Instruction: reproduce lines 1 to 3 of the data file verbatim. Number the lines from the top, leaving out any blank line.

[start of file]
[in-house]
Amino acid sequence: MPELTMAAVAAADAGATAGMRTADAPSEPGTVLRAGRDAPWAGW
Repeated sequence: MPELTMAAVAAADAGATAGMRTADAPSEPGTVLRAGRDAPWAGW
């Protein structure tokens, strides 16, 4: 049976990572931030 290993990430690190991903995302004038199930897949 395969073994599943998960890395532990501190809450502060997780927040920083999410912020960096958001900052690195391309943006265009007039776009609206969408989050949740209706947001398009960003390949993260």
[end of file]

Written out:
[in-house]
Amino acid sequence: MPELTMAAVAAADAGATAGMRTADAPSEPGTVLRAGRDAPWAGW
Repeated sequence: MPELTMAAVAAADAGATAGMRTADAPSEPGTVLRAGRDAPWAGW